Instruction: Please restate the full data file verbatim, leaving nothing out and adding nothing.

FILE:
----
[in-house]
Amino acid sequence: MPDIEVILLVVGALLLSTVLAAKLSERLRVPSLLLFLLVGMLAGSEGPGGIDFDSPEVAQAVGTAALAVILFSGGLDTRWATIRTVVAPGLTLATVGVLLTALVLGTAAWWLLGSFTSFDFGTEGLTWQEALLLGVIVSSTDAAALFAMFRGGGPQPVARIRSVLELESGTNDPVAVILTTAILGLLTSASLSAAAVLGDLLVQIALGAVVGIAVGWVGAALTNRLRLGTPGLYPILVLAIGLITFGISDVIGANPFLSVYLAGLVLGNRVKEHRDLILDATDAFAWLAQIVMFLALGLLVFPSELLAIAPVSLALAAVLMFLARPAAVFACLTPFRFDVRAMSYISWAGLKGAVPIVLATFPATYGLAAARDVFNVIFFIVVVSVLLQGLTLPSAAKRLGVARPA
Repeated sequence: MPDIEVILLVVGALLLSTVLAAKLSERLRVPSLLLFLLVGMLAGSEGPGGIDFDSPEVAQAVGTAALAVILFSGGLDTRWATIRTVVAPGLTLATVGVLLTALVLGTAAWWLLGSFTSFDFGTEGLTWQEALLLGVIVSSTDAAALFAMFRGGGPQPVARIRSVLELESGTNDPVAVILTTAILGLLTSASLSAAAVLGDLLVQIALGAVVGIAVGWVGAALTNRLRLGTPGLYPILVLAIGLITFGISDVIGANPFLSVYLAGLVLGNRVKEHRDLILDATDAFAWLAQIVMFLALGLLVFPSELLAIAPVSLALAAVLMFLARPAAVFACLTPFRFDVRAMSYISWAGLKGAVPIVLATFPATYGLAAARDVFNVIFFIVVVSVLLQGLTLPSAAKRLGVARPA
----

[in-house]
Amino acid sequence: MPDIEVILLVVGALLLSTVLAAKLSERLRVPSLLLFLLVGMLAGSEGPGGIDFDSPEVAQAVGTAALAVILFSGGLDTRWATIRTVVAPGLTLATVGVLLTALVLGTAAWWLLGSFTSFDFGTEGLTWQEALLLGVIVSSTDAAALFAMFRGGGPQPVARIRSVLELESGTNDPVAVILTTAILGLLTSASLSAAAVLGDLLVQIALGAVVGIAVGWVGAALTNRLRLGTPGLYPILVLAIGLITFGISDVIGANPFLSVYLAGLVLGNRVKEHRDLILDATDAFAWLAQIVMFLALGLLVFPSELLAIAPVSLALAAVLMFLARPAAVFACLTPFRFDVRAMSYISWAGLKGAVPIVLATFPATYGLAAARDVFNVIFFIVVVSVLLQGLTLPSAAKRLGVARPA
Repeated sequence: MPDIEVILLVVGALLLSTVLAAKLSERLRVPSLLLFLLVGMLAGSEGPGGIDFDSPEVAQAVGTAALAVILFSGGLDTRWATIRTVVAPGLTLATVGVLLTALVLGTAAWWLLGSFTSFDFGTEGLTWQEALLLGVIVSSTDAAALFAMFRGGGPQPVARIRSVLELESGTNDPVAVILTTAILGLLTSASLSAAAVLGDLLVQIALGAVVGIAVGWVGAALTNRLRLGTPGLYPILVLAIGLITFGISDVIGANPFLSVYLAGLVLGNRVKEHRDLILDATDAFAWLAQIVMFLALGLLVFPSELLAIAPVSLALAAVLMFLARPAAVFACLTPFRFDVRAMSYISWAGLKGAVPIVLATFPATYGLAAARDVFNVIFFIVVVSVLLQGLTLPSAAKRLGVARPA